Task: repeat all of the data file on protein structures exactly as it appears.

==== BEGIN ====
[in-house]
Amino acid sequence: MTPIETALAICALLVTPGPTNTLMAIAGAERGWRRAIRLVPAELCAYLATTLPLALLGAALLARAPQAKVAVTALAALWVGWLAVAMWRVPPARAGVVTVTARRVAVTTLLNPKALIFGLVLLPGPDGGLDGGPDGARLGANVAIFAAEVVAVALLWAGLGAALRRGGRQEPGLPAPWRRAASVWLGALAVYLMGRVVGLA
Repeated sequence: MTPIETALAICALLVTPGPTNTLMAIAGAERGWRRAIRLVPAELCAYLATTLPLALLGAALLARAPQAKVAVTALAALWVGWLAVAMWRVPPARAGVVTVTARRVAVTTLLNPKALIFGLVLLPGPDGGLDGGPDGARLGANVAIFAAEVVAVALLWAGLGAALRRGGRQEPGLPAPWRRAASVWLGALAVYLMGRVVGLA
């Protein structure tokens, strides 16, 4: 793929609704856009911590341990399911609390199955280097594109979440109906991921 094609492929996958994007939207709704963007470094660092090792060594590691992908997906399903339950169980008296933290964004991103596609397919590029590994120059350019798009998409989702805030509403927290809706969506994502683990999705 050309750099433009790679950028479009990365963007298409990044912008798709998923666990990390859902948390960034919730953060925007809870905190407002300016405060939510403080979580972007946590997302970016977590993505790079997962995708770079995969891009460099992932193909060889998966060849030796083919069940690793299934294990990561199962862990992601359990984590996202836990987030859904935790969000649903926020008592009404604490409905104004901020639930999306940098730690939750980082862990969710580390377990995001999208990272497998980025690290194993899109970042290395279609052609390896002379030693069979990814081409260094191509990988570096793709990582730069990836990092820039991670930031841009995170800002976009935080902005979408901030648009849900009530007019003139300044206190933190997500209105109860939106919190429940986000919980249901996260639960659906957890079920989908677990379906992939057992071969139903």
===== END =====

[in-house]
Amino acid sequence: MTPIETALAICALLVTPGPTNTLMAIAGAERGWRRAIRLVPAELCAYLATTLPLALLGAALLARAPQAKVAVTALAALWVGWLAVAMWRVPPARAGVVTVTARRVAVTTLLNPKALIFGLVLLPGPDGGLDGGPDGARLGANVAIFAAEVVAVALLWAGLGAALRRGGRQEPGLPAPWRRAASVWLGALAVYLMGRVVGLA
Repeated sequence: MTPIETALAICALLVTPGPTNTLMAIAGAERGWRRAIRLVPAELCAYLATTLPLALLGAALLARAPQAKVAVTALAALWVGWLAVAMWRVPPARAGVVTVTARRVAVTTLLNPKALIFGLVLLPGPDGGLDGGPDGARLGANVAIFAAEVVAVALLWAGLGAALRRGGRQEPGLPAPWRRAASVWLGALAVYLMGRVVGLA
């Protein structure tokens, strides 16, 4: 793929609704856009911590341990399911609390199955280097594109979440109906991921 094609492929996958994007939207709704963007470094660092090792060594590691992908997906399903339950169980008296933290964004991103596609397919590029590994120059350019798009998409989702805030509403927290809706969506994502683990999705 050309750099433009790679950028479009990365963007298409990044912008798709998923666990990390859902948390960034919730953060925007809870905190407002300016405060939510403080979580972007946590997302970016977590993505790079997962995708770079995969891009460099992932193909060889998966060849030796083919069940690793299934294990990561199962862990992601359990984590996202836990987030859904935790969000649903926020008592009404604490409905104004901020639930999306940098730690939750980082862990969710580390377990995001999208990272497998980025690290194993899109970042290395279609052609390896002379030693069979990814081409260094191509990988570096793709990582730069990836990092820039991670930031841009995170800002976009935080902005979408901030648009849900009530007019003139300044206190933190997500209105109860939106919190429940986000919980249901996260639960659906957890079920989908677990379906992939057992071969139903």